PARIS — France will seek protection of local jobs and other guarantees in exchange for supporting a merger between carmakers Renault and Fiat Chrysler, its finance minister said on Tuesday, underscoring the challenges facing the plan. Separately, Renault Chairman Jean-Dominique Senard arrived in Japan to discuss the proposed tie-up with the French company's existing partner Nissan — another potential obstacle to the $35 billion-plus merger of equals. Renault and Italian-American rival Fiat Chrysler Automobiles (FCA) are in talks to tackle the costs of far-reaching technological and regulatory changes by creating the world's third-biggest automaker. Shares in both companies jumped on Monday on news of a deal that would create an industry No.3 behind Japan's Toyota and Germany's Volkswagen and target 5 billion euros ($5.6 billion) a year in savings. Renault shares were up 1.3 percent by 1030 GMT, extending gains from Monday when the stock had closed up 12 percent. Fiat shares were flat in Milan but the U.S. listed stock was indicated 8 percent higher after a public holiday on Monday. Analysts caution the companies face a challenge to win over powerful stakeholders ranging from the French and Italian governments, to trade unions and Nissan. French finance minister Bruno Le Maire told RTL radio on Tuesday the plan was a good opportunity for both Renault and the European car industry, which has been struggling for years with over-capacity and subdued demand. But he added the French government would seek four guarantees in exchange for backing a deal that would see its 15% stake in Renault reduced to 7.5% of the combined entity.

France's conditions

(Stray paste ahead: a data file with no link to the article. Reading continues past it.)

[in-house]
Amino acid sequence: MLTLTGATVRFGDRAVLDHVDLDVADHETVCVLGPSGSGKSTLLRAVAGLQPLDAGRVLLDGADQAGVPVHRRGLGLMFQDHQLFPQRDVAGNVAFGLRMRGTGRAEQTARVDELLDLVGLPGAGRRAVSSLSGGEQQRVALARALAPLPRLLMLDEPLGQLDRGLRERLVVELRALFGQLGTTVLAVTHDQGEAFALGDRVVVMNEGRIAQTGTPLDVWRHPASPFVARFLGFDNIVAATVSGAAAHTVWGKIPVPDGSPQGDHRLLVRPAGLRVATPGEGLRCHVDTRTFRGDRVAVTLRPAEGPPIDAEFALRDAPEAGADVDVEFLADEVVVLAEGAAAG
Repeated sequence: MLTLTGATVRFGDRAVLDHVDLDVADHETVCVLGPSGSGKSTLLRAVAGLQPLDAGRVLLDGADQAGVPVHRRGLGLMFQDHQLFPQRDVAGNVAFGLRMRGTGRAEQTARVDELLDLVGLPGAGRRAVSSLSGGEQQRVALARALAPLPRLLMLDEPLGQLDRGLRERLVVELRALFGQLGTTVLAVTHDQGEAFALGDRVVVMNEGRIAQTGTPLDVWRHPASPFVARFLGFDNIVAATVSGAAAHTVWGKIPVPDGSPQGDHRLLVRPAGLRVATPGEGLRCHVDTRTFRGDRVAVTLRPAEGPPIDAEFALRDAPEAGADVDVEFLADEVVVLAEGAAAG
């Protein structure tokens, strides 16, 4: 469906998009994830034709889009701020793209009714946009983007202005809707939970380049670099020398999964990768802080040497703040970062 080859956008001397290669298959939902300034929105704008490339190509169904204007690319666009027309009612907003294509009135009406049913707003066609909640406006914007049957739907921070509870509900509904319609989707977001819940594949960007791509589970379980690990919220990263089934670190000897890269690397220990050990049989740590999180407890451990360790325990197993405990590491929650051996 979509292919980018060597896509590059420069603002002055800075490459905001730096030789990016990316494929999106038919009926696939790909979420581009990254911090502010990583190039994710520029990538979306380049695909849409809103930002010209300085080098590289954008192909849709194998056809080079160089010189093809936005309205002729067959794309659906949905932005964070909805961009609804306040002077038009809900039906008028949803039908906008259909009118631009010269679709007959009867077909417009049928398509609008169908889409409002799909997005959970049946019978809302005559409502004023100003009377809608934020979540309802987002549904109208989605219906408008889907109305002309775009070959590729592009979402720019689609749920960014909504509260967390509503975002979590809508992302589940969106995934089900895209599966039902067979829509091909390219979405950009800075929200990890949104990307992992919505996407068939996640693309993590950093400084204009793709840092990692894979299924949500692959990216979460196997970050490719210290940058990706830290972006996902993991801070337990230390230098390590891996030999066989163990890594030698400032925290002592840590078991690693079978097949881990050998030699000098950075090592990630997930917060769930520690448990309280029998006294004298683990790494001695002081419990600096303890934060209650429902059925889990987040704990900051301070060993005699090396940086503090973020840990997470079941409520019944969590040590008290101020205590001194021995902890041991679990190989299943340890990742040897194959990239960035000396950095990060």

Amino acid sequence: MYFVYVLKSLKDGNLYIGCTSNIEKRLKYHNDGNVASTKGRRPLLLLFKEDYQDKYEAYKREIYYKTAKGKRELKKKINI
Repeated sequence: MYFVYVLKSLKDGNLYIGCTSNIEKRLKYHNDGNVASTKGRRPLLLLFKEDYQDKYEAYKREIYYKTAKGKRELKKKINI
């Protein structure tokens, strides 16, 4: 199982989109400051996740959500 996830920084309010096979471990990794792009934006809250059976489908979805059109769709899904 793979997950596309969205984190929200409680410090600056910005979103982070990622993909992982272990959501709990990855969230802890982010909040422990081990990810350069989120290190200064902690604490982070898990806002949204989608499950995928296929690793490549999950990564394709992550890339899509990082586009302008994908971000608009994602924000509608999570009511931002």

"The first: industrial jobs and industrial sites. I told the Renault chairman very clearly that it was the first of the guarantees I wanted from him in the opening of these negotiations. A guarantee on the preservation of industrial jobs and sites in France," said Le Maire. The minister also said France wanted to be well represented on the board of the new company, for it to be a leader in developing electric batteries, and for the deal to take place "within the framework of the alliance between Renault and Nissan." A source familiar with the matter told Reuters on Monday that Renault and FCA had given commitments about maintaining industrial jobs and sites, leaving room for white-collar and engineering layoffs as well as some plant downsizing. Also on Monday, Italian Deputy Prime Minister Matteo Salvini said Rome might need to take a stake in the combined company, balancing France's shareholding. Le Maire said he had spoken to the Japanese personally about the proposed tie-up. Asked how they had responded, he replied: "I look at the reaction of Nissan president Mr Saikawa, and it's a reaction that is open." Analysts have said Nissan, which is 43% owned by Renault and has a 15% non-voting stake in the French firm, might be reluctant to back an FCA-Renault tie-up that would probably use its technology less than the current Renault-Nissan alliance. However, Nissan CEO Hiroto Saikawa told Japanese TV on Tuesday that "strengthening the alliance and constructive discussions are forward looking, and we are open to constructive discussions." The Renault-Nissan alliance has been under strain since the arrest and ouster of its former chairman Carlos Ghosn late last year on charges of financial misconduct, with Nissan recently rebuffing a merger proposal from its partner.